Robert Satloff is the executive director of the Washington Institute for Near East Policy. The institute maintains close ties with the Israeli establishment, and a period of research work in it is considered almost obligatory for ranking defense establishment officials after they conclude their term of service (former Chief of Staff Gadi Eisenkot will soon be ensconced there). However, in an article Satloff published in Foreign Policy immediately after the election in Israel, he warns that the presentation of the Trump plan in the near future will be disastrous. “It would be a serious mistake for U.S. President Donald Trump to take the still-secret proposals devised by his son-in-law Jared Kushner and his colleagues and issue them in the name of the United States,” Satfloff writes.
Satloff anticipates the plan’s failure. The rift between Israel and the Palestinians is too acute, and the extreme closeness between the administration and Israel does not allow Trump to be considered an honest broker. The plan will set back American interests in three critical realms, Satloff forecasts. It is liable to lead to Israel’s annexation of parts of the West Bank, to give Saudi Arabia heightened bargaining power over the United States (which needs Riyadh to advance the plan), and to divert attention from a significant administration achievement in the region: namely, ratcheting up the pressure on Iran. The “murky” status quo between Israel and the Palestinian Authority, manifested in the continuing and effective security coordination between them, could collapse like a house of cards when Abbas rejects the plan, observes Satloff. At the moment, he stresses, it’s the “Kushner plan,” not the “Trump plan” – and the president needs to ensure that it stays that way.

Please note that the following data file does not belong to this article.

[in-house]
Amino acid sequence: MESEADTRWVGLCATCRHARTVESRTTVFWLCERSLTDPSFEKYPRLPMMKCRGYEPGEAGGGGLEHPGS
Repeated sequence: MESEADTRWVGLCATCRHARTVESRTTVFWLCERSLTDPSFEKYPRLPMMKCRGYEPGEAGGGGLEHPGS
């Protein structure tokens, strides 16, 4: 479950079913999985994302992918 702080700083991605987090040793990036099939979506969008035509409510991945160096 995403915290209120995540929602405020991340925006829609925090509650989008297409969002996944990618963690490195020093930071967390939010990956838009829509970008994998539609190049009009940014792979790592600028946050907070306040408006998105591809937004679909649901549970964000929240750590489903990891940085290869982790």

Netanyahu first expressed support for annexing sections of the West Bank toward the end of the election campaign, when he still feared the loss of votes by Likud to parties to its right. Like any campaign promise, after the election, its fulfillment is a completely different proposition. The prime minister could leave the idea hanging in the air, as a future enticement for his partners, and say that it can’t be implemented now because the political conditions aren’t ripe for it.